A Travellerspoint blog

Curacao Day 2: Iguana Love

After finally getting a good night's sleep, we woke up about 9:30 the next morning. We sat on the back porch for a while, enjoying the sea view and the wildlife and planning our day. We were on island time.




Suddenly there was a commotion to our left. Two iguanas were rolling around next to the porch. We thought they were fighting at first but then...


We got our dive gear together and drove over to Blue Bay, a condo development not far from our house. Diveversity dive shop is located there on a nice beach from which you can shore dive. We got registered with the dive shop and they gave us a tour of the facilities.



We decided to grab some lunch at the on-site restaurant, Azzuro, before heading into the water. Mike had some more beef carpaccio (this would become an island staple for him) and I had fish and chips.





After lunch, we suited up and headed into the water together; however, it soon became apparent that we needed to dive separately. I was having multiple problems with leg cramps, ear clearing, and mask flooding. Not to mention my panic was setting in. I was going to stay shallow. Mike set off for the depths. He went to 127 feet, seeing lots of lionfish. He left the camera at home for this dive. I stayed in the 25-foot range and unfortunately, didn't see much of anything. It was not a good first dive for me. So afterwards, we sat at the beach bar and had pina coladas.

We went home and got cleaned up for dinner. We had reservations at a restaurant called Kome in the Pietermaai district of Curacao. This area is across the bridge from Willemstad. It's an older part of the island currently being revitalized with hotels, restaurants, and bars.


Kome is a tapas restaurant so we started with a couple of small plates of yellowfin tuna tartare with yucca chips and shrimp and funchi which included tasso ham and a poached egg in a Cajun cream sauce.


The tuna was good but the shrimp and funchi was outstanding! It was so good, in fact, that Mike ordered another plate. I went with the octopus a la plancha--octopus with chorizo, romesco, baby potato, and salsa verde.

The octopus was also outstanding! Even though it was our first full day on Curacao, this meal was our favorite of the week.

After dinner, we drove back to the casino to gamble a bit. Mike played some roulette and I stuck with the slots. The woman on the machine NEXT TO ME won a $1K slot! I couldn't believe it. I lost $10.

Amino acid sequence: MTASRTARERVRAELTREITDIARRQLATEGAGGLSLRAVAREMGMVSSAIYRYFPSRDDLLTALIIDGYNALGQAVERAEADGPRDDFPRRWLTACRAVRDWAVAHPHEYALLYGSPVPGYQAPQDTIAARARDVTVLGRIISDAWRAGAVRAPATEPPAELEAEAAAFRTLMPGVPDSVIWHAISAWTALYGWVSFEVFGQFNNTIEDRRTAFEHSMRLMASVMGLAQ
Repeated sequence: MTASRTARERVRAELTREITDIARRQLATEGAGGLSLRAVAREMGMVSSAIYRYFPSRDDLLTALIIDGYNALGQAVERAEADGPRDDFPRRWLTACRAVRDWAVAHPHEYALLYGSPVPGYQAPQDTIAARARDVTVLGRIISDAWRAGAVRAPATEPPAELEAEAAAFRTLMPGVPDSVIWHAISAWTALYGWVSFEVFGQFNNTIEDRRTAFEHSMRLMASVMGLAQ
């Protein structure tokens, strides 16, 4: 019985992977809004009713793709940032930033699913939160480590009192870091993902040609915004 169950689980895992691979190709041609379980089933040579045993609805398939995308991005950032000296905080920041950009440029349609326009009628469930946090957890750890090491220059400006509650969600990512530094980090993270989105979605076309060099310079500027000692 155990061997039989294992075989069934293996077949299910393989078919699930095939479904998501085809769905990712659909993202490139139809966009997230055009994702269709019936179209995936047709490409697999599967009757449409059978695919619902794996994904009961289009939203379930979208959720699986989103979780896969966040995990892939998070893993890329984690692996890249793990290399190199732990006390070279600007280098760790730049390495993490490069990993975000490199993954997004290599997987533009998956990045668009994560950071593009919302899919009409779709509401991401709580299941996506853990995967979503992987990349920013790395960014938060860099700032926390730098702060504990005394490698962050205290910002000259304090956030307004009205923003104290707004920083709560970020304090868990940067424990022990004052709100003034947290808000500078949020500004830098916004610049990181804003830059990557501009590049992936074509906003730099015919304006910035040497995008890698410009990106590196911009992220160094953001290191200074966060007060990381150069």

Afterwards, we went back to the house and relaxed on our porch.

Posted by zihuatcat 20:40 Archived in Netherlands Antilles Tagged curacao Comments (0)

Curacao Day 1: Another Red Eye to Another ABC Island

Three years ago, we went to Bonaire and loved it. Since that time, we wanted to visit its sister island, Curacao, to see how it compared. Both islands are in the southern Caribbean, not far from the coast of Venezuela. Both islands have great shore diving and are part of the Dutch Netherlands Antilles. Bonaire has rocky beaches. Curacao has sandy beaches. Bonaire's dive sites are much more condensed and side-by-side. Curacao's dive sites require some driving about. Bonaire rolls up the streets by 10p. Curacao has more of a nightlife. On Scubaboard, they say that "Bonaire is where divers go to vacation and Curacao is where vacationers go to dive."

Our flight was leaving at an incredibly early 5:45a and I arranged for a car to take us to the airport at 3a. We decided it would be easier to just stay up all night and try to sleep on the plane. The excitement pretty much kept us awake and then a shower around 1:30a helped. We arrived at the airport to find that security wouldn't be open until 4:30a and there were no places open to get food or drinks. Our flight was on time and we set off for Miami. Unfortunately, the plan to sleep on the plane didn't go well. We arrived in Miami with a couple of hours to kill so we got some brunch at Island Time. I had a tasty, grilled mahi mahi sandwich and Mike had some ribs. We both had bloody marys. We left Miami on time but still arrived a little late in Curacao. We were the last in the immigration line because just as we got off the plane, Mike realized he left his brand new sunglasses on the plane. Of course, they wouldn't let him back on to get them nor would they go to his seat and find them for him. I guess some airport personnel is the lucky owner of a brand new pair of polarized glasses. After the usual to-dos upon entry, we met Robert from Just Drive who took us to his rental car company down the road to pick up our Toyota RAV4 with GPS. They had already set up our rental house in the GPS so all we had to do was hop in the car and go.

The main town of Curacao is Willemstad which is on the southern or eastern portion of the island. Many of the beaches and diving areas are on the northern or western portion of the island. I tried to choose lodging somewhere in the middle because I knew we would want to be in one area for beaches/diving during the day and in town for dinner at night. I found the perfect home, right on the water, mid-island, in a fishing village called St. Michiel.










Master bedroom

Master bathroom

Second bedroom

Second bathroom, with outside door


View from livingroom window to front yard

We met with the property manager, Nathaly, and got things settled in then drove down to the corner store to get some beer, Cokes, and snacks. We had 8:00p dinner reservations at a restaurant on the water so we went into Willemstad early to look around. Mike was excited to check out the casino so we drove to the Renaissance where there is free parking in the garage. The Renaissance casino is the biggest in Curacao and has roulette, blackjack, and slots. We just had time for a couple of slots then walked through Riff Fort and down the waterway to our dinner locale, Governeur de Rouville.